The North Atlantic Marine Mammal Commission, NAMMCO, is a rare international organization that openly supports discussions around hunting marine mammals held to be sacrosanct in much of the world, such as whales, dolphins and seals.
This year is the 30th anniversary of NAMMCO’s founding. To mark the event, the group held a conference and food event in the Faroe Islands, with attendees from both member countries and other nations, both pro and anti-whaling, around the world.
Aya Matsuda, a student at the prestigious Matsushita Institute of Government and Management, attended the event. Matsuda’s reports on her experiences were originally written in Japanese for the Suisan-Keizai Daily News.
Second of 3 parts
The two days of presentations at this 30th NAMMCO covered a broad range of topics related to the sustainable use of marine mammals. Speakers covered health and nutrition, intangible cultural heritage, identity, economic rationality, environmental protection, food contamination, food safety, and food security.
Through the NAMMCO, distant regions were invited to collaborate. Voices from local communities across the North Atlantic were able to participate directly in the international discussions.
Participants didn’t limit themselves to conclusions from their home regions. Instead, they pursued the larger theme of how to utilize marine mammals as food resources, adding their cultural identities to the broader picture.
Eating Marine Mammals as National Identity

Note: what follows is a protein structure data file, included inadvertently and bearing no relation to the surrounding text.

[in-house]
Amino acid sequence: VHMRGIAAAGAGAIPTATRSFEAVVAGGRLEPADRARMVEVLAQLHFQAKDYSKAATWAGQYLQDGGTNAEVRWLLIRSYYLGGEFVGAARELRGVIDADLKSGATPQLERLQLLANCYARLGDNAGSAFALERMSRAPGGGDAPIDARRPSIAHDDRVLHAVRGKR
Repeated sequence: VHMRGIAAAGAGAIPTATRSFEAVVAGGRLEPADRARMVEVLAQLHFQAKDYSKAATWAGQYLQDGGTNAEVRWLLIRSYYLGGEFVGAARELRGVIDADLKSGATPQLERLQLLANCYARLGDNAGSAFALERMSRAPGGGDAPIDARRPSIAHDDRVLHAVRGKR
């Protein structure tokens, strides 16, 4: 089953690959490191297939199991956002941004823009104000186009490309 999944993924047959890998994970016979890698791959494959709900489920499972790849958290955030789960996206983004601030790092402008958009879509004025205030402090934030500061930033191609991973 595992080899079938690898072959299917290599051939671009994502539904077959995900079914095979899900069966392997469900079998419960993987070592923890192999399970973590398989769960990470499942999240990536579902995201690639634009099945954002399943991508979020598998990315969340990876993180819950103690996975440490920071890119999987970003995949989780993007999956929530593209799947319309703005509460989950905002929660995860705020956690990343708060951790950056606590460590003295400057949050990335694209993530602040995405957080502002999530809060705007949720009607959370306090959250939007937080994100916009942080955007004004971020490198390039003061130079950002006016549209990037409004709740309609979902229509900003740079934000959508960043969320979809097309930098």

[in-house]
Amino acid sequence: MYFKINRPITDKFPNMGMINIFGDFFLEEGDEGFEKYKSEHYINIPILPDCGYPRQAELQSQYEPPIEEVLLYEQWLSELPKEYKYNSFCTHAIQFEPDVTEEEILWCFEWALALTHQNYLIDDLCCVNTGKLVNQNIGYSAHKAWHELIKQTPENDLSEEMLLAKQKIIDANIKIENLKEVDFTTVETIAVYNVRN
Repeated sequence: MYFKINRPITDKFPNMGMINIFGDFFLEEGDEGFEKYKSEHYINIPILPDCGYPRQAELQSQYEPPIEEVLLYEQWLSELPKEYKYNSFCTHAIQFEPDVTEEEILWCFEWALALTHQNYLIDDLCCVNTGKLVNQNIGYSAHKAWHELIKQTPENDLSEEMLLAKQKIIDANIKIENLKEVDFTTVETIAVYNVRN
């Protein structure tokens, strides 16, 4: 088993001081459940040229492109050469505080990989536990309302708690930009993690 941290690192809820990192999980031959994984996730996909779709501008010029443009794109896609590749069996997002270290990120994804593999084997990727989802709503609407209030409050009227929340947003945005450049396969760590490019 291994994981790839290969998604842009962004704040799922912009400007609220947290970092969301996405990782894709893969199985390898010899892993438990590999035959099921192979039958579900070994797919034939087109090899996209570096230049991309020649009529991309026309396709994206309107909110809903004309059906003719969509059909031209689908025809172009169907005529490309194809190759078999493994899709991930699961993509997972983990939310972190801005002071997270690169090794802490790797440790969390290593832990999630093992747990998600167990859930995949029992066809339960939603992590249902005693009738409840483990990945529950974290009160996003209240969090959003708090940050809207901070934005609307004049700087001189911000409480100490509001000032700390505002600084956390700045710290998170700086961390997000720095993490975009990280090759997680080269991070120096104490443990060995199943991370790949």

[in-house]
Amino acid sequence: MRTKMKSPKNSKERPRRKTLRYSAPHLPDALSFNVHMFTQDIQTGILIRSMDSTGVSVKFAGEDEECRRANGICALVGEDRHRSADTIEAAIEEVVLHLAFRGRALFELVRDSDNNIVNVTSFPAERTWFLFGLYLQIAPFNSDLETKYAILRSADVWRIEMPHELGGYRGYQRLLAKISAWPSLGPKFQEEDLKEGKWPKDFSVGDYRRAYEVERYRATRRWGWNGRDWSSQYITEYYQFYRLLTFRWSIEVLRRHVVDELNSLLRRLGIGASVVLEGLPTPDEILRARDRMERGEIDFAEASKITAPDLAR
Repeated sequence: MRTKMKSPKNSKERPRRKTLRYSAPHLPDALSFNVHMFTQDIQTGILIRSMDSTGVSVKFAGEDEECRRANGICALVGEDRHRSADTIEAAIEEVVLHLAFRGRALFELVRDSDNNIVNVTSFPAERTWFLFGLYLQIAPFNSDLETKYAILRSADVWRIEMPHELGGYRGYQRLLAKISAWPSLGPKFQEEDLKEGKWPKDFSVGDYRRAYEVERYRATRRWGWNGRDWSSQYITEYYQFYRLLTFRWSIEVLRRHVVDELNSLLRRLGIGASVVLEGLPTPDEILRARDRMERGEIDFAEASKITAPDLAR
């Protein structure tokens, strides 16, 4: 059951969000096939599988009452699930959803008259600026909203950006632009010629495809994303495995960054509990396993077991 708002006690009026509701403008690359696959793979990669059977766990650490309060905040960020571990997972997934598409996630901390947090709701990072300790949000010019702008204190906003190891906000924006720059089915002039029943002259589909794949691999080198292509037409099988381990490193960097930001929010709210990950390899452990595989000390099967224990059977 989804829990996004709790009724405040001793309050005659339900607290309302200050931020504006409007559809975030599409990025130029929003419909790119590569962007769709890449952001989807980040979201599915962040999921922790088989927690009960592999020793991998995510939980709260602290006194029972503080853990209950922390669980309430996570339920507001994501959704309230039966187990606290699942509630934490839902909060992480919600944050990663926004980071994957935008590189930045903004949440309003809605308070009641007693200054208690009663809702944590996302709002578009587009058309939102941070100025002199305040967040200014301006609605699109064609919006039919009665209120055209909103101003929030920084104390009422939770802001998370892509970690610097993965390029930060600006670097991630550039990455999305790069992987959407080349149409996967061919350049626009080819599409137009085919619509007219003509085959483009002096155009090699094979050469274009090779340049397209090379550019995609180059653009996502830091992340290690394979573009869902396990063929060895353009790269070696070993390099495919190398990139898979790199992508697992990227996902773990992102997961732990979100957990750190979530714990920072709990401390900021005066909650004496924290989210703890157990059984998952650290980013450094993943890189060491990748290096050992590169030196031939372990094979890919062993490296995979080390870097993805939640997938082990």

The meeting set out to broaden understanding on a large scale of conflicting issues, such as the contrast between global and local perspectives. It also took on the dilemma of tradition livelihoods versus urbanite lifestyles, along with the risk and rewards of different foods.
Still, the participants were cognizant that in the end choices will be made by individuals. And decisions will be made by individual regions and countries.
Personally, I was most impressed by the participants from Greenland, who were united in asserting that "Eating marine mammals is our national identity."
Continues in part 3.
(You can read the rest of this story and learn more about NAMMCO at this link. This article is published in cooperation with the Institute of Cetacean Research. It was first published in Japanese by the Suisan-Keizai Daily News. Let us hear your thoughts in our comments section.)
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(Read the report in Japanese at this link.)
Author: Aya Matsuda
(Photos © Suisan-Keizai by Aya Matsuda)